As you begin taking an ever increasing number of photos, you’ll start to realize exactly what your camera is capable of. Brands and models have their own idiosyncrasies. For instance, I know my Canon Rebel T7i exposes photographs nearly perfectly when photographing indoors, but it tends to lean towards darker shadows than many other cameras when I’m shooting in bright situations. Whatever type of camera you own, know that it won’t expose every single shot you take perfectly 100% of the time. It may get it right more often than not, but there will be occasions when you’ll need to fine tune your camera’s exposure. That’s just part of good photography.
In today’s post, I’d like to offer a few tips that might just help you overcome some of your exposure challenges. Most of the time, you’ll be fine and you won’t need to make any adjustments, but sometimes you will need to. Luckily, only minor adjustments are typically called for.
1. Shoot on cloudy days. Full sun can be harsh on a scene and it can create very dark shadows that your camera will likely underexpose. Sometimes, those shadows will be so dark that you won’t be able to correct them, meaning, they’ll be pure black (no detail). Clouds diffuse sunlight, softening any shadows that may appear in your photographs. These softer shadows can be tackled without much effort in Adobe Camera Raw or Photoshop.
2. Use Program mode. I love Program mode. I use it all the time. It gives me the flexibility I want, but still offers me tons of automation. When taking photos, your camera will set your lens’ aperture and your camera’s shutter speed, which you can override with Program shift. Also, when using this mode, you’ll be able to take advantage of your camera’s exposure compensation feature.
3. Use evaluative metering. There are a few different modes you can use to have your camera meter a scene. A common and widely used mode is called evaluative metering. This is an all-around good choice that does a good job under most circumstances. Just be sure to shoot in Program mode or another mode that allows you to choose how your camera meters.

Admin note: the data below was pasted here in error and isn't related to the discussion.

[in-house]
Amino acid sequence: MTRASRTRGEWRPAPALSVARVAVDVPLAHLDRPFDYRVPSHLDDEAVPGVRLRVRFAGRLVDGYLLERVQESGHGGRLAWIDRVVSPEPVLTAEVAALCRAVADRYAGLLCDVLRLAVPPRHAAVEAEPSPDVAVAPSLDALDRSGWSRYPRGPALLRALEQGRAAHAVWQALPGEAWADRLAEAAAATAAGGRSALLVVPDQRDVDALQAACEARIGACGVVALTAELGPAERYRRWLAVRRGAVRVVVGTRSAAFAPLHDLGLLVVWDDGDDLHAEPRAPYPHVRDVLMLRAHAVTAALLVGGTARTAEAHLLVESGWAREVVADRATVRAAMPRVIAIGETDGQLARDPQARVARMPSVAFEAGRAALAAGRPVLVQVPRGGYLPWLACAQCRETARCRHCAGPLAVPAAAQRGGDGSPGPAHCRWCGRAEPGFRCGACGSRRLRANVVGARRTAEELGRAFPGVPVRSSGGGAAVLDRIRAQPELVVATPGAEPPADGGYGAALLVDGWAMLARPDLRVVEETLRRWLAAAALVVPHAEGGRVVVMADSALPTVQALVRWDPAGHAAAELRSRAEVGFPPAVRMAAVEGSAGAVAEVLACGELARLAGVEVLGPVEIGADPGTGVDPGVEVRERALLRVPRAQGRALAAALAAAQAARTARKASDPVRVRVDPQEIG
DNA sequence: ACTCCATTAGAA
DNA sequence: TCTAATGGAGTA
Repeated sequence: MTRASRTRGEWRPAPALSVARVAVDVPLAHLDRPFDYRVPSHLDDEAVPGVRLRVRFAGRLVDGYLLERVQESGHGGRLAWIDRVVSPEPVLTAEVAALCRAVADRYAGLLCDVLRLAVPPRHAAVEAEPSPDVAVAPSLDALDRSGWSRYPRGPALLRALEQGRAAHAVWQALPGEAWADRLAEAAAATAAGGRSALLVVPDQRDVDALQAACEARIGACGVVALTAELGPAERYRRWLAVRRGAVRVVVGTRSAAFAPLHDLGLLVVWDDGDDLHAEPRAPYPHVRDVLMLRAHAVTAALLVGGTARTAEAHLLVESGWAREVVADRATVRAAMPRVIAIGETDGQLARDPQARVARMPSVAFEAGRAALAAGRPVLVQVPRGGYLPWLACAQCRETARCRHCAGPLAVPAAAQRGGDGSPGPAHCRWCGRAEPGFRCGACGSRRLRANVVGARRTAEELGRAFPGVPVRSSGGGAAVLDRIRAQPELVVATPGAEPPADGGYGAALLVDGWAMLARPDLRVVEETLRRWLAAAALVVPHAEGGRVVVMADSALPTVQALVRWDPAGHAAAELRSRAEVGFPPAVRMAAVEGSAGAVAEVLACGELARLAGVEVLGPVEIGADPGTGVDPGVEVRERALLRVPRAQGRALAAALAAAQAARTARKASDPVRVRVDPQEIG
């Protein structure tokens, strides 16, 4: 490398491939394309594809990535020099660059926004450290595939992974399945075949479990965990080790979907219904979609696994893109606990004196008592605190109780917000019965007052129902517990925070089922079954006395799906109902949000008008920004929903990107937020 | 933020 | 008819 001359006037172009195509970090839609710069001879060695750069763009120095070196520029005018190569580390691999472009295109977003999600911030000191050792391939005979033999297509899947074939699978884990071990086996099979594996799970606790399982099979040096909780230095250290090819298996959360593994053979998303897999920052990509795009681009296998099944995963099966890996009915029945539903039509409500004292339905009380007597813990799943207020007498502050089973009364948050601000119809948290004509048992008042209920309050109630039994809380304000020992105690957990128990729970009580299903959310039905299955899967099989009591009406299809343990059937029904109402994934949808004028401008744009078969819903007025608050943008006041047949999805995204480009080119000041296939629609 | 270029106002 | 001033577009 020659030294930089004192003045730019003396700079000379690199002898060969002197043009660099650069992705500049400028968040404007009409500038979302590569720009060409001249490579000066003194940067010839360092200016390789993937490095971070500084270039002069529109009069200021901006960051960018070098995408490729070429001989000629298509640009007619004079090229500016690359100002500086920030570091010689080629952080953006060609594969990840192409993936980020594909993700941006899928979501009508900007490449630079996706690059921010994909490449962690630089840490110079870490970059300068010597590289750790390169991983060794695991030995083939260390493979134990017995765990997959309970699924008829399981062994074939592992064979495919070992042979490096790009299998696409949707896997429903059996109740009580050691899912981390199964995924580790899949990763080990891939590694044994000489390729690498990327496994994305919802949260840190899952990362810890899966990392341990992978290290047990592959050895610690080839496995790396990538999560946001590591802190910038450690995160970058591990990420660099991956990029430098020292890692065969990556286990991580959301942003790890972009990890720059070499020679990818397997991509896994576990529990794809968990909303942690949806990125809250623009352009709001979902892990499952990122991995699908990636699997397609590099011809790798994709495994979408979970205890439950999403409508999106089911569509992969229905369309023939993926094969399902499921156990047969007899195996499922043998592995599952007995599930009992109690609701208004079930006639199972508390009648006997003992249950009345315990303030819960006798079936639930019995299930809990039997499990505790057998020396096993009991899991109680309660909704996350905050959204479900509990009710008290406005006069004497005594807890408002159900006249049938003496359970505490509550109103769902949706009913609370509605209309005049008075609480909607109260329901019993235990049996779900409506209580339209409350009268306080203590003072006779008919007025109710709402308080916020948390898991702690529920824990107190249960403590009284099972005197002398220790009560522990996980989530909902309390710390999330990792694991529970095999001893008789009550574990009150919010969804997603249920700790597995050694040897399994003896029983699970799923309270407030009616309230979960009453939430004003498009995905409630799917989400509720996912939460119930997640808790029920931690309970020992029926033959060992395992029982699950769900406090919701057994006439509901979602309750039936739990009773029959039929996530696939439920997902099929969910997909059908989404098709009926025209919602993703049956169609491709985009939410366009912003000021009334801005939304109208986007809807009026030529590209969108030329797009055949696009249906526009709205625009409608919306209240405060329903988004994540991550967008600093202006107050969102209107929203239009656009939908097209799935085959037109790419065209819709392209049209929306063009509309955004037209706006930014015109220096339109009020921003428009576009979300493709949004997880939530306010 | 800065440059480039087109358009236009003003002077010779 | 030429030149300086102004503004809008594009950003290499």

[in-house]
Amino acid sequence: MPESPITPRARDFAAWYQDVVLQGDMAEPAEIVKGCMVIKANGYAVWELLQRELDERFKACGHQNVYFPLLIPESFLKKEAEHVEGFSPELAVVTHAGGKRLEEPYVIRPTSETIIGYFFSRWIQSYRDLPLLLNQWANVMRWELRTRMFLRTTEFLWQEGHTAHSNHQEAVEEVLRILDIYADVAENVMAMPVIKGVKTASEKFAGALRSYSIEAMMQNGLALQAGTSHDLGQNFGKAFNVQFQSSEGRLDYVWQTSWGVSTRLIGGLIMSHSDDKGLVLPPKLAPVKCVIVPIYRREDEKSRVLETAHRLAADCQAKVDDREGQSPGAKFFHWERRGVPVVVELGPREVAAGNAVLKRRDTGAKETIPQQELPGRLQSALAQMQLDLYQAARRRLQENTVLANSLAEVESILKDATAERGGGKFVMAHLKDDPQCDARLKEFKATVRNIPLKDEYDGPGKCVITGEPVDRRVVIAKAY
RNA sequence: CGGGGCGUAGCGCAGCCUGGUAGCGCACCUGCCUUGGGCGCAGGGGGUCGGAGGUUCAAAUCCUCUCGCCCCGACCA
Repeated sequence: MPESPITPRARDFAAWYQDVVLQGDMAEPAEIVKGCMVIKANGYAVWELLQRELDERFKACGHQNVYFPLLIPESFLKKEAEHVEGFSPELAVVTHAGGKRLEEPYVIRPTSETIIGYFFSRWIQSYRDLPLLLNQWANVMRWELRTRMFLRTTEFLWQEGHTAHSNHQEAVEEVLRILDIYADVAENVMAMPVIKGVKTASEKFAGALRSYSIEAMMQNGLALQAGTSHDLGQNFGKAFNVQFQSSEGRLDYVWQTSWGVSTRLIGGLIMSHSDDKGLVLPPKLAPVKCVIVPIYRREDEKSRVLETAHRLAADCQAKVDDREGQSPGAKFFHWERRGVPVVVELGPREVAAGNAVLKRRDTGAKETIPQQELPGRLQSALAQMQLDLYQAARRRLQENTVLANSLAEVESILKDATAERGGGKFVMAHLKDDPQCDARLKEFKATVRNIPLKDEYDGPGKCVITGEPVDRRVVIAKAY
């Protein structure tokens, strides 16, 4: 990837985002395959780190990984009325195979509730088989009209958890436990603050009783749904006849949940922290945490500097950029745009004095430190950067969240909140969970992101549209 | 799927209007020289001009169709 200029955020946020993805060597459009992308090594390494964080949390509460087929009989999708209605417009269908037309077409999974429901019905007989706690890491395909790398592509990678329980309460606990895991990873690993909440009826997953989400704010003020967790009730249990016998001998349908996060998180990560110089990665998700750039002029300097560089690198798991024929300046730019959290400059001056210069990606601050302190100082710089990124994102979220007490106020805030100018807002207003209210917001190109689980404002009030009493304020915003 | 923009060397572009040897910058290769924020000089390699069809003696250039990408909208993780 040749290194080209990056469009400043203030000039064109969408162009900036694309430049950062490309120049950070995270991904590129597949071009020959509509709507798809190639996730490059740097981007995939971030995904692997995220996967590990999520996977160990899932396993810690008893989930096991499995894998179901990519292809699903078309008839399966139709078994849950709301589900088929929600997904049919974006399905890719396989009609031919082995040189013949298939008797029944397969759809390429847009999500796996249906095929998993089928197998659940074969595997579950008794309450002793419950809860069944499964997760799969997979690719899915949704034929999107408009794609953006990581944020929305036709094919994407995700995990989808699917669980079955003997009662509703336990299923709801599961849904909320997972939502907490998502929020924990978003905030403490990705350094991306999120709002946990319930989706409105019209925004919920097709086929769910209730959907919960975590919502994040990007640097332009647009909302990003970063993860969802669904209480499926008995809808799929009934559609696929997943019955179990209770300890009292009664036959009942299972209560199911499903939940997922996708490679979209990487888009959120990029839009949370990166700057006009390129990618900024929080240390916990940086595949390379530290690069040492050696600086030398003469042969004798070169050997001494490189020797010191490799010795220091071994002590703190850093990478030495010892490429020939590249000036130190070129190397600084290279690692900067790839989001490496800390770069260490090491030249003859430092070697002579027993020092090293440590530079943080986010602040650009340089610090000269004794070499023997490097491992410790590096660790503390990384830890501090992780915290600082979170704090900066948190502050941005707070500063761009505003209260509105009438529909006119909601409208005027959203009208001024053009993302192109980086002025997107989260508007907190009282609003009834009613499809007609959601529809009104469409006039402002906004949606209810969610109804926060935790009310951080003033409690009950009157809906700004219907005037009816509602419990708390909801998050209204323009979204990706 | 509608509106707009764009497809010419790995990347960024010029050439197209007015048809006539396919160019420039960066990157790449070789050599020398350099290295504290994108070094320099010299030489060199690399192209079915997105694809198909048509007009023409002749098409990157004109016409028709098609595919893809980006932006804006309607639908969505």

4. Use Live View. On DSLR cameras, when you change your lens’ aperture setting, you won’t see any difference when looking through the viewfinder. You’ll need to press the aperture preview button to do that. How often do we remember to do this? Probably never. The reason it’s good to see the scene’s actual exposure when photographing is to determine if you need to make any changes. If you decide to shoot while using Live View, you’ll see exactly how your image will turn out after the photo is taken. Mirrorless cameras do this by default with both the rear LCD screen as well as through the viewfinder.
5. View your scene’s histogram before taking the photo. You can learn a lot by viewing your camera’s histogram while using Live View. If your scene’s exposure curve is set towards the center of the range, then things are likely good. If the curve is pegged toward one end or the other though, you’re in trouble. That’s when you’ll need to make some adjustments, which I’ll talk about soon. Having your histogram curve too far to the left or the right means that part of the exposure will be clipped. Your shot will be either under exposed or overexposed and you won’t be able to correct it because there will be data loss.
6. Take advantage of exposure compensation. This feature was added to digital cameras for a reason. Use it and use it often. If you see that your histogram curve is pegged all the way to the right, you’ll need to use your camera’s exposure compensation to fix that. Dial the exposure down some. If the curve is too far to the left. dial the exposure up a bit. As you do this, you’ll see the histogram curve move and hopefully become more moderate.
7. Capture your photo. You know what type of image you’re trying to capture. When you’re ready, meter your scene by pressing your shutter button down half way and asses how things will look. If they’re aligned with what you’re going for, then snap away.
8. Always review your shots. The last thing you want to do is walk away from a scene with lousy photos. Even though you’ve already set things up properly, you’ll still need to review what you’ve taken. Use the histogram on the rear of your camera to see if any of your images are clipped, too far underexposed, or too far overexposed. If they are, make the necessary adjustments and shoot again.
Using Program mode really does offer a lot of flexibility. It allows the camera to take care of most exposure related areas, but it gives you the power to make any changes you see fit. If you see that things do require some intervention, then you can easily intervene. Also, if you’re trying to review your photos by looking at your camera’s rear LCD screen, you might not be getting an accurate picture of what they’re like. It’s far more accurate to review a shot’s histogram instead. That will tell you if you need to redo an image. And finally, your camera’s exposure compensation feature is a super easy to use tool to quickly fix up tricky exposure situations. Become familiar with this feature and use it to your heart’s content.
Do you have any tricks or tips that might help new photographers alter their camera’s exposure? Do you have any questions about what I shared above? If you answered yes to either of these, please add your input below. Thanks!
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